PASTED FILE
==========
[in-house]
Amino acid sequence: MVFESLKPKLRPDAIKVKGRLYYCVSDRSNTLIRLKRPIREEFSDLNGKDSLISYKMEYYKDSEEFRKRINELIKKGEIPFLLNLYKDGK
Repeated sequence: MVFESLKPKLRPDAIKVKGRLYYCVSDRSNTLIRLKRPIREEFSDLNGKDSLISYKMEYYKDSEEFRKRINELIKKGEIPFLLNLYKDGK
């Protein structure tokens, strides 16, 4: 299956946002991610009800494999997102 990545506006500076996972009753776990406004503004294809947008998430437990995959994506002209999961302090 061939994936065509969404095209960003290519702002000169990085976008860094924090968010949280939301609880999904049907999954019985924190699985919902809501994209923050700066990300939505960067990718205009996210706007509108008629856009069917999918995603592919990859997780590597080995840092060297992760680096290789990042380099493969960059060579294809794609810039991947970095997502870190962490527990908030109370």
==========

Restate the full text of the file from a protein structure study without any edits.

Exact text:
[in-house]
Amino acid sequence: MVFESLKPKLRPDAIKVKGRLYYCVSDRSNTLIRLKRPIREEFSDLNGKDSLISYKMEYYKDSEEFRKRINELIKKGEIPFLLNLYKDGK
Repeated sequence: MVFESLKPKLRPDAIKVKGRLYYCVSDRSNTLIRLKRPIREEFSDLNGKDSLISYKMEYYKDSEEFRKRINELIKKGEIPFLLNLYKDGK
């Protein structure tokens, strides 16, 4: 299956946002991610009800494999997102 990545506006500076996972009753776990406004503004294809947008998430437990995959994506002209999961302090 061939994936065509969404095209960003290519702002000169990085976008860094924090968010949280939301609880999904049907999954019985924190699985919902809501994209923050700066990300939505960067990718205009996210706007509108008629856009069917999918995603592919990859997780590597080995840092060297992760680096290789990042380099493969960059060579294809794609810039991947970095997502870190962490527990908030109370």